“This study shows the depths of the housing crisis facing Australian renters on low incomes,” Lenneberg said. “People are facing deep challenges securing affordable housing in the private rental market, pushed further and further away from the areas from where the jobs are located.’’

“For some vulnerable people who are unemployed, the combination of very low rates of Newstart – as little as $38.98 a day for a single unemployed person – and rising rents for even modest accommodation, is proving unbearable. The consequence is that people are being pushed into homelessness.”

The decline in affordability is being driven by low incomes and a lack of rental housing. In Tasmania, household incomes are significantly lower than the national average, while rents are comparable to mainland averages.

The average household in Hobart faces rents at 29% of total income, putting it on the verge of housing stress – when it becomes difficult to afford essentials, like food and healthcare.

And the problem is spreading – areas such as Margate and Sorell are also now unaffordable to median households.

The situation is most dire for those on lower incomes.

A single pensioner faces severely unaffordable rents at 44% of income, while pensioner couples faces rents at 32% of income, which is deemed unaffordable.

It’s worse for a single person on benefits – they face extremely unaffordable rents at 68% of income, while a single part-time worker parent on benefits faces rents at 42% of income, which is severely unaffordable.

Speaking on what could be done to address the crisis, Witte said, “there are opportunities to further streamline development planning processes, but more importantly to invest in social and affordable housing for workers. The use of instruments like the density bonus and inclusionary zoning needs to be maximised.”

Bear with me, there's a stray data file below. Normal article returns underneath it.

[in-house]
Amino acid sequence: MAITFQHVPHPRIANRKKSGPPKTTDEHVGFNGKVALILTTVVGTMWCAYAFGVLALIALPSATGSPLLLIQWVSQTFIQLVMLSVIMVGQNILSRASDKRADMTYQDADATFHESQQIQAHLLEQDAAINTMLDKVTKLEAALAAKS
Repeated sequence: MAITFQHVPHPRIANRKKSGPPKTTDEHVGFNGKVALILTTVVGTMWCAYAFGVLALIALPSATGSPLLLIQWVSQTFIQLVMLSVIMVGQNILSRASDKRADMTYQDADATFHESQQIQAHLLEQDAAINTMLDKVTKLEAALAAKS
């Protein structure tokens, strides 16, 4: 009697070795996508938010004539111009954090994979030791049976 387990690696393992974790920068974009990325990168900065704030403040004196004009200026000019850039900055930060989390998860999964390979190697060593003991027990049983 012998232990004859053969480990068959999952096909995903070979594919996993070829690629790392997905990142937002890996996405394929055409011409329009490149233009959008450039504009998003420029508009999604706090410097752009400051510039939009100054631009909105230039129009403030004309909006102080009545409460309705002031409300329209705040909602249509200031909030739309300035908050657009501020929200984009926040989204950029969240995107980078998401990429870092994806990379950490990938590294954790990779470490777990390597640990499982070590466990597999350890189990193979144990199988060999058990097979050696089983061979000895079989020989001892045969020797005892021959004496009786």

National Shelter are also calling for change. “The data demonstrates the need for national leadership and a national housing strategy. We need to bring the threads of tax reform, incentives to encourage greater investment by institutional finance and states, planning reforms and urban and regional development together to tackle this problem,” Pisarski said.

Affordability better in regional Tasmania but Launceston declines With a RAI of 121, the average household in regional Tasmania faces rent at around 25% of income.

Towns in northern and eastern Tasmania, including Devonport, have relatively acceptable rents compared to regional incomes. However, Launceston has become moderately unaffordable in recent years.

An interactive map of the RAI at the small geographical area level can be found at the following website:

About Community Sector Banking
Community Sector Banking is the not-for-profit banking specialist for more than 13,000 organisations; it’s a joint venture between Bendigo Bank and the Community 21 consortium of not-for-profit organisations, established 15 years ago.

About National Shelter
National Shelter is a peak advocacy group whose mission is to create a “more just housing system, particularly for low-income Australian households.”

About SGS Economics & Planning
SGS Economics & Planning is a leading planning and economics firm whose purpose is to shape policy and investment decisions to achieve sustainable places, communities and economies.